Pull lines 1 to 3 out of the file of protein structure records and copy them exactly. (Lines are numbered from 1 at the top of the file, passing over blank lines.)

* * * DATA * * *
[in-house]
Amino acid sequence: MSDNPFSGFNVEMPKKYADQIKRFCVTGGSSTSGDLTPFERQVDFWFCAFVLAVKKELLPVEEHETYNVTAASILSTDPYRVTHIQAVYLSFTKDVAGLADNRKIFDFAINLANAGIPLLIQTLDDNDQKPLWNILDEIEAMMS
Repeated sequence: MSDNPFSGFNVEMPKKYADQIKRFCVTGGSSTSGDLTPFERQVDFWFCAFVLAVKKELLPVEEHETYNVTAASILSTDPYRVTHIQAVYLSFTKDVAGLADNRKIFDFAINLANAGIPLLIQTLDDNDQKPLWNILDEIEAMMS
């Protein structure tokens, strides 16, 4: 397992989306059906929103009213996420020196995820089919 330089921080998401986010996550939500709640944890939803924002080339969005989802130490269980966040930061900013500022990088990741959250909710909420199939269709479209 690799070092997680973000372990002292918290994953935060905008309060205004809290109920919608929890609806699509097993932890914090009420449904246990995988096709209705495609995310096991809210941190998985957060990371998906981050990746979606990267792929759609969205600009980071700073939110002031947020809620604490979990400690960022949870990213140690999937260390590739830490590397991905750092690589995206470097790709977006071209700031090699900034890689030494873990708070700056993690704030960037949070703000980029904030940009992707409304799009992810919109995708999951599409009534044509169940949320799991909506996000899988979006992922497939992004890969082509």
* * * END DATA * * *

[in-house]
Amino acid sequence: MSDNPFSGFNVEMPKKYADQIKRFCVTGGSSTSGDLTPFERQVDFWFCAFVLAVKKELLPVEEHETYNVTAASILSTDPYRVTHIQAVYLSFTKDVAGLADNRKIFDFAINLANAGIPLLIQTLDDNDQKPLWNILDEIEAMMS
Repeated sequence: MSDNPFSGFNVEMPKKYADQIKRFCVTGGSSTSGDLTPFERQVDFWFCAFVLAVKKELLPVEEHETYNVTAASILSTDPYRVTHIQAVYLSFTKDVAGLADNRKIFDFAINLANAGIPLLIQTLDDNDQKPLWNILDEIEAMMS